A new genre of exclusive travel apps is attracting remote and hybrid workers

A new genre of exclusive travel apps is attracting remote and hybrid workers

Since August 2022, Sarah Cowie, a 28-year-old policy manager based in Edinburgh, has worked from Amsterdam, London, and Bucharest. Her voyages, which weren’t work-sponsored trips, were made possible through the house-swap platform HomeExchange. Cowie, whose company is on a hybrid schedule, saw the platform as an opportunity to experience new destinations without the need to use her paid time off (or a vacation-sized budget).

Before joining HomeExchange, Cowie described traveling around her job as a “mini-break.” Typically, she’d take a Friday or Monday off, purchase a cheap flight somewhere, cram everything into 48 hours, and then return home. But the ease of home-swapping opened up more possibilities for her, even around her hybrid work schedule. The cost-benefit makes it simple: to plan exchanges on the platform, members just have to pay an annual $220 fee and pass a verification background check. The result: Cowie can travel without paying for her stays, plus do it flexibly around the time she can work away from the office. “I can go for a longer period of time, I can maximize my annual leave, and I can properly experience a place by working somewhere else,” she said.

Making time for travel while working a full-time job can be a difficult chore, as Cowie described it. As companies call their employees back to the office, trends show that hybrid schedules are sticking. Even workers who have to work in company offices for part of the week can still travel more than they could before the pandemic made remote work a norm. And thanks to members-only accommodation platforms like HomeExchange, hybrid and remote workers around the world are finding ways to combine their jobs with travel more easily.

A different take on the workcation

House-swapping isn’t a new concept—but a new genre of exclusive membership-based accommodation apps is. HomeExchange, which started as a catalog in 1992, has been around for the longest. The platform also has its own exclusive offering, HomeExchange Collection, for members with luxury properties that are carefully selected according to specific criteria of design, location, and amenities. The membership comes at a hefty $1000 annual fee.

Then there’s Behomm, an invitation-only home exchange community that bills itself for creatives and lovers of design. The platform, founded in 2013 by graphic designers Eva Calduch and Agust Juste, is based on stringent interior design criteria and accepts only 20-30% of applicants. Those who make the cut pay a 380€ annual fee to receive access to more than 2,000 well-designed homes across the globe.

Joana Fins Faria has traveled to 18 different cities across Europe through Behomm. None of her stays have required taking time off from her job as an interior designer and artist. Instead, she’s been able to draw inspiration from the homes she stays in and expand her network of other creatives. “It’s extremely enriching because all of the houses are so well done. So for me, I’m working, but at the same time feeding my imagination,” she said.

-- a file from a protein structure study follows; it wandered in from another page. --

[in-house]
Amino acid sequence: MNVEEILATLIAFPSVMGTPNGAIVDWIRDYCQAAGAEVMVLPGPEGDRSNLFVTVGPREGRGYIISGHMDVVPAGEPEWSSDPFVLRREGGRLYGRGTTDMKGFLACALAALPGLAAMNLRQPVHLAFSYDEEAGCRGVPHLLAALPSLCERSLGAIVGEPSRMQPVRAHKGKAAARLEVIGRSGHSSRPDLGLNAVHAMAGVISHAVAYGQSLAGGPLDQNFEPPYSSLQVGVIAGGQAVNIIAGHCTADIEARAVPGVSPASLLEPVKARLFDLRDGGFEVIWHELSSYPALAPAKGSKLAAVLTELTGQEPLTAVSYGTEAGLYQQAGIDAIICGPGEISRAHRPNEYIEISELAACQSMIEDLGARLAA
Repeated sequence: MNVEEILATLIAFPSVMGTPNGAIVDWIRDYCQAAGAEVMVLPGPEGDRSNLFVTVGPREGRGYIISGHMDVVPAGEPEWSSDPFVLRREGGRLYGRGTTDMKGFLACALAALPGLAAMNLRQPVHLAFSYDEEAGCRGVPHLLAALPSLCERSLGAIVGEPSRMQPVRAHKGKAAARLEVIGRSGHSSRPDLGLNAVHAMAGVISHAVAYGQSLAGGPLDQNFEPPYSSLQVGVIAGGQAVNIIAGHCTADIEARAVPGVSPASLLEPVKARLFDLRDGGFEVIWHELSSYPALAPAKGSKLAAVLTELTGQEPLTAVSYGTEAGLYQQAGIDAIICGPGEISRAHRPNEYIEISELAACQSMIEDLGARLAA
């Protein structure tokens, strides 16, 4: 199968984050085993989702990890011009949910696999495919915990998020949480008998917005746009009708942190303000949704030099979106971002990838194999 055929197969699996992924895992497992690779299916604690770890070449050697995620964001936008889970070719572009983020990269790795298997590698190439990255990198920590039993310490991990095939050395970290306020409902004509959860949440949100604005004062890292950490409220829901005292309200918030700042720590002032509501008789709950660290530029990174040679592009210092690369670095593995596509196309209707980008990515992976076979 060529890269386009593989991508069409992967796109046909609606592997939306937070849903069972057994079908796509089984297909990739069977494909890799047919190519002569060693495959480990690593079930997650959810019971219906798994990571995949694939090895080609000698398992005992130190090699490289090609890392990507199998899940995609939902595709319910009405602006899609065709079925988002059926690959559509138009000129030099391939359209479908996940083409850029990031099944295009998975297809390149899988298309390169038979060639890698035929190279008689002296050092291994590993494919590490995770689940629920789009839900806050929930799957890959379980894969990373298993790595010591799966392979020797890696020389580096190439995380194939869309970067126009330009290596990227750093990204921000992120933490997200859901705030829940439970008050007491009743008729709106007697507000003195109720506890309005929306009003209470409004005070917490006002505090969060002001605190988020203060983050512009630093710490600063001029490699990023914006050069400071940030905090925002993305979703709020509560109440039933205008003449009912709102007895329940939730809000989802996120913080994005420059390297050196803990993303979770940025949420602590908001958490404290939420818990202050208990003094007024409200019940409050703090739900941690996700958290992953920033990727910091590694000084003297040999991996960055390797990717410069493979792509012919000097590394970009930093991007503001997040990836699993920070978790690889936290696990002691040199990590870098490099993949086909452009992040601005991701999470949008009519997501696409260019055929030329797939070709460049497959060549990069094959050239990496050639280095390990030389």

Of the newer platforms is Kindred. Launched in April 2022, there’s no cost for membership. Instead, members pay a small service fee upon booking a trip, an affordable draw for workers. “Many of our members are working professionals eager to travel more to take advantage of their remote or hybrid workplace policies. We call these trips ‘lifestyle travel’—it’s not quite a vacation, and it’s not quite a business trip,” said Justine Palefsky, the company’s co-founder and CEO.

Kindred, like Behomm, mostly grows through referrals. Each accepted Kindred member is issued a unique code they can share with others. This brings those applications to the top of the review queue. For people who are interested in applying, but don’t have an invite code, there’s an option to join a waitlist. What might come across as exclusive is an opportunity to build trust within the community—most members have something in common like mutual friends or a shared network.

All kinds of workers are finding their way onto the platforms, and taking advantage of them around their 9-5. Ruth Campbell, a 46-year-old social worker based in Oakland, California, didn’t want to wait until her sabbatical or retirement to begin traveling. Like many jobs, her in-office role became remote during the pandemic. Since joining HomeExchange a few years ago, she’s worked from Tulum, Mexico City, and the California coast, and she’s been able to maintain traveling while working even as her company has pivoted to a hybrid office schedule. “It’s allowed me to find a niche way to balance my life better in an infrastructure that doesn’t really promote employee work-life balance from an institutional perspective,” Campbell said.

It’s affordable, too. “I think one of the beautiful things about it is I don’t know that I would be able to go somewhere for an extended period of time if I had to pay for accommodations,” she added. “The financial flexibility is what initially attracted me, and then being able to work from cool destinations was a bonus.”

And for Cowie, the policy manager in Edinburgh, the ease of taking exchanges have reinvigorated her relationship with her work. “Even though you’re still working from home, or in this case, someone else’s home, it does just kind of make it feel a bit more exciting to get up and work from [new cities] like Amsterdam or London,” she said.It really adds balance to your life when you can combine work and travel at the same time.”

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